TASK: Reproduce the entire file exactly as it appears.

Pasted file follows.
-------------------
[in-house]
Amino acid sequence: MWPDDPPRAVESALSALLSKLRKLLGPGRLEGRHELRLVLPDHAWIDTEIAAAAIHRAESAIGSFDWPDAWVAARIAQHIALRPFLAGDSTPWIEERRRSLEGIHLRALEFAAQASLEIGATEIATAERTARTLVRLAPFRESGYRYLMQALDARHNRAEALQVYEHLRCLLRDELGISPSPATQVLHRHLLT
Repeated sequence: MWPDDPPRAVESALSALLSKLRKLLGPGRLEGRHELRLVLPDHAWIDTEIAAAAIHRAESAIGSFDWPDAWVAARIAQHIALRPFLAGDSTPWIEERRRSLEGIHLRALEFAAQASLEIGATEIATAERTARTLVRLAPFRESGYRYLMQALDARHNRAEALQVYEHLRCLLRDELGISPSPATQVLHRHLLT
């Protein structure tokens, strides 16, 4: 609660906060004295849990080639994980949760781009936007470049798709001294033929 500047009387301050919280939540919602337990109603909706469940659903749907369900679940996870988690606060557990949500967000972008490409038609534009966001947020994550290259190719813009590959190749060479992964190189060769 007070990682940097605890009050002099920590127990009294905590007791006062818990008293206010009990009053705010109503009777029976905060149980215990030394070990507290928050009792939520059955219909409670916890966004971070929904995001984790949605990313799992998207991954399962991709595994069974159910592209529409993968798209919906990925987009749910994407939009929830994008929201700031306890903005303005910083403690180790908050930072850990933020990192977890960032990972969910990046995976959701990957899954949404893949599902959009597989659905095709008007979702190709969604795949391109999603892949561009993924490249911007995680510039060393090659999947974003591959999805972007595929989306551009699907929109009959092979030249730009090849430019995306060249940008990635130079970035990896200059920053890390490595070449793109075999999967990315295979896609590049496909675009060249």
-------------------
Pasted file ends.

[in-house]
Amino acid sequence: MWPDDPPRAVESALSALLSKLRKLLGPGRLEGRHELRLVLPDHAWIDTEIAAAAIHRAESAIGSFDWPDAWVAARIAQHIALRPFLAGDSTPWIEERRRSLEGIHLRALEFAAQASLEIGATEIATAERTARTLVRLAPFRESGYRYLMQALDARHNRAEALQVYEHLRCLLRDELGISPSPATQVLHRHLLT
Repeated sequence: MWPDDPPRAVESALSALLSKLRKLLGPGRLEGRHELRLVLPDHAWIDTEIAAAAIHRAESAIGSFDWPDAWVAARIAQHIALRPFLAGDSTPWIEERRRSLEGIHLRALEFAAQASLEIGATEIATAERTARTLVRLAPFRESGYRYLMQALDARHNRAEALQVYEHLRCLLRDELGISPSPATQVLHRHLLT
């Protein structure tokens, strides 16, 4: 609660906060004295849990080639994980949760781009936007470049798709001294033929 500047009387301050919280939540919602337990109603909706469940659903749907369900679940996870988690606060557990949500967000972008490409038609534009966001947020994550290259190719813009590959190749060479992964190189060769 007070990682940097605890009050002099920590127990009294905590007791006062818990008293206010009990009053705010109503009777029976905060149980215990030394070990507290928050009792939520059955219909409670916890966004971070929904995001984790949605990313799992998207991954399962991709595994069974159910592209529409993968798209919906990925987009749910994407939009929830994008929201700031306890903005303005910083403690180790908050930072850990933020990192977890960032990972969910990046995976959701990957899954949404893949599902959009597989659905095709008007979702190709969604795949391109999603892949561009993924490249911007995680510039060393090659999947974003591959999805972007595929989306551009699907929109009959092979030249730009090849430019995306060249940008990635130079970035990896200059920053890390490595070449793109075999999967990315295979896609590049496909675009060249």